Letters and Words of Support

The success of our effort to Save the Farm at 1215 McCormick Rd. and Save the Horses at Total Equine Learning Center depends largely on the support of the community.

Please take a few minutes to email or otherwise share your viewpoint. It would be helpful to say if you are an Upper Allen Township resident.

Letters of Support from Organizations, Community Leaders, and Supporters are encouraged and will be shown first.

Elaine Weibel, Upper Allen Township, August 3, 2022 What an astonishing and fascinating amount of history (and effort) has gone into this message. Clearly this is not just another junky old house. Save it! Use it! Preserve, share and teach the history!,

Debbie Goetz, Upper Allen, May 4, 2022 Public Comment and Letter to Commissioners

My name is Debbie Goetz and I live at 1117 McCormick Road, Mechanicsburg, PA 17055 My family has lived on McCormick Road for 38 years.

As I see it— In regards to the design of the Lambert Farm Park— The results of the methodically-run resident input sessions revealed that a solid majority of the residents expressed interest for and cast their votes for a nature-centered calm and passive park. All of those votes (52% of all votes cast) are consistent with and dependent upon providing habitat and a place for all species of wildlife to survive and flourish— otherwise without the habitat there will not be any wildlife, and consequently, there will be nothing to look at while walking along the nature trail.

For the stated goals to be achieved, the nature-centered park should include only native species throughout the park, including—forested areas of native trees, areas with native bushes, and areas of open sunny fields of native wildflowers and native grasses.

The consultant’s conceptual plan of designated uses limits the walking paths to the perimeter of the property. With the nature trail along the perimeter of the park adjacent to the neighboring houses on one side and the active area situated on the other side, I am not sure what we are supposed to see along this trail. The nature path should not be placed along the perimeter of the property with only one side to view nature. And according to the guiding principles, the perimeter of the park should be a planted buffer zone, not an area to be utilized by pathways, onlookers and people with binoculars.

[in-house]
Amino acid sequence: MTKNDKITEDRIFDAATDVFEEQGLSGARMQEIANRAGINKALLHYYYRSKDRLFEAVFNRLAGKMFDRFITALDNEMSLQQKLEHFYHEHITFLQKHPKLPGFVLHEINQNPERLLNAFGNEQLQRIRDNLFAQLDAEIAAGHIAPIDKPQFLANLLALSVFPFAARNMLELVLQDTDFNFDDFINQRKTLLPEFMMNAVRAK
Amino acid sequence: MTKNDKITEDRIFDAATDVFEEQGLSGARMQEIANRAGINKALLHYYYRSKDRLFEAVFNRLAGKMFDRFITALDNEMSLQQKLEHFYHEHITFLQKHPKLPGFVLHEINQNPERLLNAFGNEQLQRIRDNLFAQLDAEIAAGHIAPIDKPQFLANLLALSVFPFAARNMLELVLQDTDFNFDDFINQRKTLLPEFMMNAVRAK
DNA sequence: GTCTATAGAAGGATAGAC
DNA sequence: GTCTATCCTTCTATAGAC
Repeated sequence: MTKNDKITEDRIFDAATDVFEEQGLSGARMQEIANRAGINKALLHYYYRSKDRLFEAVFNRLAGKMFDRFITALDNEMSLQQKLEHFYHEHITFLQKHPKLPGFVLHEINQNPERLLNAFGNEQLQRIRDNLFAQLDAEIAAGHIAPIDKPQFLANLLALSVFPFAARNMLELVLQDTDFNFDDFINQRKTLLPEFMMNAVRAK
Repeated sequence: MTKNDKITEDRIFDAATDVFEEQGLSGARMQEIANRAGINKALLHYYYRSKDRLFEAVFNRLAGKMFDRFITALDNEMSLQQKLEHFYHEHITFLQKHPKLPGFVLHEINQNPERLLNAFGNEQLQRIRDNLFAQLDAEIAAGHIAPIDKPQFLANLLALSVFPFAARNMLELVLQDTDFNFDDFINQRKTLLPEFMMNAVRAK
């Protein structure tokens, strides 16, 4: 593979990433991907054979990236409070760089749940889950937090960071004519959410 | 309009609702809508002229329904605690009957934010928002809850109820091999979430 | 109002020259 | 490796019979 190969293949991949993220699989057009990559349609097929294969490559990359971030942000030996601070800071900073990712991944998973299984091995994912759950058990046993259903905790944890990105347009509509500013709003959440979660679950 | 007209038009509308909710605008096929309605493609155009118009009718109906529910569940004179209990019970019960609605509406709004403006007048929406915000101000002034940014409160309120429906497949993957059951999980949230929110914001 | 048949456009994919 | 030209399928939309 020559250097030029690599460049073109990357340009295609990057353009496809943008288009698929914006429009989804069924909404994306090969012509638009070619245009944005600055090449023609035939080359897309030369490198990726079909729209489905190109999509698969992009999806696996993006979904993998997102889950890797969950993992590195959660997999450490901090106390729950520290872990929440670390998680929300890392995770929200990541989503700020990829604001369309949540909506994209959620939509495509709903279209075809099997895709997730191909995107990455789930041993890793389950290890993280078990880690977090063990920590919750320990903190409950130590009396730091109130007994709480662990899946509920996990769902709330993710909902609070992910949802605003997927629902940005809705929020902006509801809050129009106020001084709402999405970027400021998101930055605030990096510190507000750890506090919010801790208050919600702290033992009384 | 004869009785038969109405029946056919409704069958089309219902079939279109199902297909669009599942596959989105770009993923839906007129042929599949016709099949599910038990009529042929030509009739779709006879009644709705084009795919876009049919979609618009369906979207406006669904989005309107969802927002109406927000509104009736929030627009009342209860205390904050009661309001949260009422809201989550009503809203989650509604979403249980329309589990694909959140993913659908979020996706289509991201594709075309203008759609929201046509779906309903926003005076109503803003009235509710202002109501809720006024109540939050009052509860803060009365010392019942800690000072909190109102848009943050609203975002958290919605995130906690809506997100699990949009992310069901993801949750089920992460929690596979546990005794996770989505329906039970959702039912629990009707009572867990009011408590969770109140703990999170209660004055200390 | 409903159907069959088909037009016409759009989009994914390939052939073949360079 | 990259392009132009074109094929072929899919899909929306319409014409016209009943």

The best nature trails that I have walked consist of a stretch with pervious concrete, safely accommodating everyone, and a stretch with smaller dirt pathways which provide a deeper look into completely natural areas. Both areas allow users an opportunity to bring their binoculars, be completely surrounded by natural wonders, and peacefully and quietly walk through the park to take a peek into a space we have set aside for nature. Visualize a figure eight that encompasses the majority of the park. The pathway should be immersed through the different areas of the park, through different habitats— weaving through the woods, through an area of bushes, and then opening up to the natural meadows.

In order to accomplish these goals, we need to provide a large space that is friendly to the needs of all species of wildlife that currently live in this area, migrate through this area, and for those species that we are trying to attract to the park— including natural habitat for natural shelter and cover, sources of natural food for all stages of their life cycle, and a place for their quiet peaceful existence.

For habitat and shelter— The perimeter of the park needs to be protected from and buffered from the adjacent properties. Certainly keep all existing large and small trees currently established along the perimeter of the property; keep each and every one. Along with many other birds and wildlife that live in the area, Barred Owls and Pileated Woodpeckers live in tree cavities and have graced this area for many years. Please do not cut down their homes. The additional buffer could be planted with native evergreen trees along the property line (American holly and white pines come to mind), cascading to smaller trees (cherry, locust) and then native shrubs (winterberry holly, blueberry) could be planted along the pathway.

For sources of natural food— All trees, bushes, and flowers should be methodically and carefully selected to provide for the wildlife that lives in and migrates through our area. They are dependent on us to provide natural sources of food for their survival. For the past ten years, I have personally kept a 365 day calendar that describes the goings and comings of the flora and fauna that grace this area each year. It is my nature journal and I will be happy to share my firsthand knowledge of the area to work with the landscaper chosen for the park.